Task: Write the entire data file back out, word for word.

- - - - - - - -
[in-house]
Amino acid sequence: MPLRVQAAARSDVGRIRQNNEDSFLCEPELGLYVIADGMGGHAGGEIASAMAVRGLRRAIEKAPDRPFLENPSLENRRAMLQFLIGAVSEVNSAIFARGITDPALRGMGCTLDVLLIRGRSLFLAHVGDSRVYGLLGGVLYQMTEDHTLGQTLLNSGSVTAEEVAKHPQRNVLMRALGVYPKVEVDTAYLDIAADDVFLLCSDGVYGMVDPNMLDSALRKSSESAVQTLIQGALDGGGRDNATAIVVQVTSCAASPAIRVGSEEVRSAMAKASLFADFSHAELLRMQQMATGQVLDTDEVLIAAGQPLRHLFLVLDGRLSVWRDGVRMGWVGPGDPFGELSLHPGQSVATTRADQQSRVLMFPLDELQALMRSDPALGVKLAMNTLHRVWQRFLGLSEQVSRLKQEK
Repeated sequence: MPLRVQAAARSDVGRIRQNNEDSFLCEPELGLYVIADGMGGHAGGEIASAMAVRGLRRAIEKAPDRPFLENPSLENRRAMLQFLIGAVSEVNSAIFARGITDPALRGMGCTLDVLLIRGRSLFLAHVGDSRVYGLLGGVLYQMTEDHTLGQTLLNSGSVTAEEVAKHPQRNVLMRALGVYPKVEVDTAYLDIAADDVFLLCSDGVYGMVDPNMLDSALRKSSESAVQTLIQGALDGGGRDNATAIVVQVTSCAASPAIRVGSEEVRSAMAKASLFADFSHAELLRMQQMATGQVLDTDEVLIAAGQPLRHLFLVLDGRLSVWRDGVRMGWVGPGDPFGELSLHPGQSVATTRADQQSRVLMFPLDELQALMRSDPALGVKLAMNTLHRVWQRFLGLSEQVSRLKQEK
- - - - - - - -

[in-house]
Amino acid sequence: MPLRVQAAARSDVGRIRQNNEDSFLCEPELGLYVIADGMGGHAGGEIASAMAVRGLRRAIEKAPDRPFLENPSLENRRAMLQFLIGAVSEVNSAIFARGITDPALRGMGCTLDVLLIRGRSLFLAHVGDSRVYGLLGGVLYQMTEDHTLGQTLLNSGSVTAEEVAKHPQRNVLMRALGVYPKVEVDTAYLDIAADDVFLLCSDGVYGMVDPNMLDSALRKSSESAVQTLIQGALDGGGRDNATAIVVQVTSCAASPAIRVGSEEVRSAMAKASLFADFSHAELLRMQQMATGQVLDTDEVLIAAGQPLRHLFLVLDGRLSVWRDGVRMGWVGPGDPFGELSLHPGQSVATTRADQQSRVLMFPLDELQALMRSDPALGVKLAMNTLHRVWQRFLGLSEQVSRLKQEK
Repeated sequence: MPLRVQAAARSDVGRIRQNNEDSFLCEPELGLYVIADGMGGHAGGEIASAMAVRGLRRAIEKAPDRPFLENPSLENRRAMLQFLIGAVSEVNSAIFARGITDPALRGMGCTLDVLLIRGRSLFLAHVGDSRVYGLLGGVLYQMTEDHTLGQTLLNSGSVTAEEVAKHPQRNVLMRALGVYPKVEVDTAYLDIAADDVFLLCSDGVYGMVDPNMLDSALRKSSESAVQTLIQGALDGGGRDNATAIVVQVTSCAASPAIRVGSEEVRSAMAKASLFADFSHAELLRMQQMATGQVLDTDEVLIAAGQPLRHLFLVLDGRLSVWRDGVRMGWVGPGDPFGELSLHPGQSVATTRADQQSRVLMFPLDELQALMRSDPALGVKLAMNTLHRVWQRFLGLSEQVSRLKQEK